WASHINGTON -- The pivotal role of the Central Intelligence Agency in the deadly attack in Benghazi, Libya, last month burst into the public spotlight late on Thursday, after a series of news reports added another layer of complication to a controversy that has loomed over the final days of the presidential election.
Several of the articles -- the product of a background briefing by American intelligence officials, the first official acknowledgement of the extent of the CIA's role -- laid out a detailed timeline of the CIA's actions on the ground during the attack.
The attack on Sept. 11 against the U.S. diplomatic compound in Benghazi by an armed Islamic militant group ultimately left four Americans dead, including the U.S. ambassador to Libya, Christopher Stevens. CIA operatives were at the compound within 25 minutes of the assault, and played a major role in helping fight off the attack over the next several hours, the intelligence officials told reporters. Two operatives would later die in the fighting that night.
The fact that the CIA had a facility at the compound in Benghazi had been an open secret for weeks, although its central role was not fully acknowledged.
A Fox News report last Friday had alleged that several operators at an agency annex had been denied help from their CIA higher-ups during the fighting, something the CIA denies, and there had even been indelicate hints of secret components to the Benghazi compound during an open hearing on Capitol Hill back in mid-October.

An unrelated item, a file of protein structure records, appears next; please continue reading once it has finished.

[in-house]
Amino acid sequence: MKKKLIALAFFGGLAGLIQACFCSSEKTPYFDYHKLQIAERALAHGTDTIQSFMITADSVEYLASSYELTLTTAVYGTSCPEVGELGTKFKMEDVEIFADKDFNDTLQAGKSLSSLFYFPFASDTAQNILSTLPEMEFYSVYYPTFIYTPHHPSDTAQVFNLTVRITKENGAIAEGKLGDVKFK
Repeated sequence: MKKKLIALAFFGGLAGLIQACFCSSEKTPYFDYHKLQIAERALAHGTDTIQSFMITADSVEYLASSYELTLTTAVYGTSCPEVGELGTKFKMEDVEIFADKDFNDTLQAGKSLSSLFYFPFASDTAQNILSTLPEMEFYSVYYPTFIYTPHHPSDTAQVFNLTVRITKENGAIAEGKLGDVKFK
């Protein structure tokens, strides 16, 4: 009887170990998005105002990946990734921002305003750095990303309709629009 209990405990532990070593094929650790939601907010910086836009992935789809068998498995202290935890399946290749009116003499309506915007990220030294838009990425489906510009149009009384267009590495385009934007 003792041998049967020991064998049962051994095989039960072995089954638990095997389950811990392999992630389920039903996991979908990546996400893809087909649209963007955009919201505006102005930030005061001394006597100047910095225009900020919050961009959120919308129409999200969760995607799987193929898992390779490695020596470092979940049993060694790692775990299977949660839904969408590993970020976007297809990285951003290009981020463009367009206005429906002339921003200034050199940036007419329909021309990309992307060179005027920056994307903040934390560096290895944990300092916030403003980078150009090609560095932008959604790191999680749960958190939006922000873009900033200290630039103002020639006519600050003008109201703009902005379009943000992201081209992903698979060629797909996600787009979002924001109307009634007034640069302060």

A U.S. official familiar with the Benghazi intelligence, who spoke under the condition of anonymity to discuss sensitive matters, confirmed to HuffPost that the CIA had an extensive presence in Benghazi, and that the two former Navy SEALs who died in the assault, Glen Doherty and Tyrone Woods, were contractors working for the agency.
According to documents released by the House Oversight Committee, when the Undersecretary of State for Management Patrick Kennedy signed an order last December to maintain a presence in the Benghazi compound for another year, his official memo counted 35 "U.S. government personnel," of whom only eight were State Department. Many of the rest were secretly with the CIA, the official confirmed.
The U.S. official noted that at no point in the October congressional hearing did any of the State Department officials testifying use the word "consulate" to describe the Benghazi compound. This was no accident. In fact, the compound served little routine diplomatic purpose, and was largely under the operational control of the CIA.
Republicans and conservative media outlets, particularly Fox News, have repeatedly faulted the Obama administration, and in particular the State Department, for its immediate handling of the crisis, and for its incomplete and sometimes inaccurate description of events after the attacks in Benghazi.
Some, like Rep. Jason Chaffetz (R-Utah), have alternated between publicly urging the release of more information and cautioning against the risk of revealing government secrets. During the October congressional hearing, Chaffetz had halted the testimony of a State Department official when she brought up the annex, out of concerns that her remarks might "deal with sources and methods that would be totally inappropriate in an open forum such as this."
"Sources and methods" is widely understood to be a term that refers to intelligence operations.